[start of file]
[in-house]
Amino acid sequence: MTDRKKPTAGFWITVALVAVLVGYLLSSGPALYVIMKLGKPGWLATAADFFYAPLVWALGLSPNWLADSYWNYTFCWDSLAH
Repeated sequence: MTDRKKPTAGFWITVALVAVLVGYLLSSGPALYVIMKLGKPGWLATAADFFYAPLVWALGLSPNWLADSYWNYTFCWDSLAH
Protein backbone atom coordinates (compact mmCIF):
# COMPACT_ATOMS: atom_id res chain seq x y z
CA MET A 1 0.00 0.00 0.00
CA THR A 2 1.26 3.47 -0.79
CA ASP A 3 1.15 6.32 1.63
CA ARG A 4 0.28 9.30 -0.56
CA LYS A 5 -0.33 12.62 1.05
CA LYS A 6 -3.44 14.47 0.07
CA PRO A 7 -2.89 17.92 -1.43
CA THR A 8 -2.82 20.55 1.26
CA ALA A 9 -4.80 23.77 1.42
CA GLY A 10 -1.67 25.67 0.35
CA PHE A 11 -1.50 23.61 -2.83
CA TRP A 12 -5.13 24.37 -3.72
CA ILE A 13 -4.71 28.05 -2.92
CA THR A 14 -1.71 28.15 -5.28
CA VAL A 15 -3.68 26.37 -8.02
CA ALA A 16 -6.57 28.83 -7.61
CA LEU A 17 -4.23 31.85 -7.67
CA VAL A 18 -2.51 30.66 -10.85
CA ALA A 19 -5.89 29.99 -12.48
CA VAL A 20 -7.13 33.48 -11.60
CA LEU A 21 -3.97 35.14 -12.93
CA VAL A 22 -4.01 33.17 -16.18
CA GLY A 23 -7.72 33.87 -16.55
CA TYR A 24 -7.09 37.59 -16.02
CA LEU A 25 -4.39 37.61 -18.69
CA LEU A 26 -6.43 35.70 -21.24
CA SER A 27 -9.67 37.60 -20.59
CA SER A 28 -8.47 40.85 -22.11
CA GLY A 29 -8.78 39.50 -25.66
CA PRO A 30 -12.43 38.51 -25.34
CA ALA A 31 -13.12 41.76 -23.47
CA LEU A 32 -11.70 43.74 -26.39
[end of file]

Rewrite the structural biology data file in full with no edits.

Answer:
[in-house]
Amino acid sequence: MTDRKKPTAGFWITVALVAVLVGYLLSSGPALYVIMKLGKPGWLATAADFFYAPLVWALGLSPNWLADSYWNYTFCWDSLAH
Repeated sequence: MTDRKKPTAGFWITVALVAVLVGYLLSSGPALYVIMKLGKPGWLATAADFFYAPLVWALGLSPNWLADSYWNYTFCWDSLAH
Protein backbone atom coordinates (compact mmCIF):
# COMPACT_ATOMS: atom_id res chain seq x y z
CA MET A 1 0.00 0.00 0.00
CA THR A 2 1.26 3.47 -0.79
CA ASP A 3 1.15 6.32 1.63
CA ARG A 4 0.28 9.30 -0.56
CA LYS A 5 -0.33 12.62 1.05
CA LYS A 6 -3.44 14.47 0.07
CA PRO A 7 -2.89 17.92 -1.43
CA THR A 8 -2.82 20.55 1.26
CA ALA A 9 -4.80 23.77 1.42
CA GLY A 10 -1.67 25.67 0.35
CA PHE A 11 -1.50 23.61 -2.83
CA TRP A 12 -5.13 24.37 -3.72
CA ILE A 13 -4.71 28.05 -2.92
CA THR A 14 -1.71 28.15 -5.28
CA VAL A 15 -3.68 26.37 -8.02
CA ALA A 16 -6.57 28.83 -7.61
CA LEU A 17 -4.23 31.85 -7.67
CA VAL A 18 -2.51 30.66 -10.85
CA ALA A 19 -5.89 29.99 -12.48
CA VAL A 20 -7.13 33.48 -11.60
CA LEU A 21 -3.97 35.14 -12.93
CA VAL A 22 -4.01 33.17 -16.18
CA GLY A 23 -7.72 33.87 -16.55
CA TYR A 24 -7.09 37.59 -16.02
CA LEU A 25 -4.39 37.61 -18.69
CA LEU A 26 -6.43 35.70 -21.24
CA SER A 27 -9.67 37.60 -20.59
CA SER A 28 -8.47 40.85 -22.11
CA GLY A 29 -8.78 39.50 -25.66
CA PRO A 30 -12.43 38.51 -25.34
CA ALA A 31 -13.12 41.76 -23.47
CA LEU A 32 -11.70 43.74 -26.39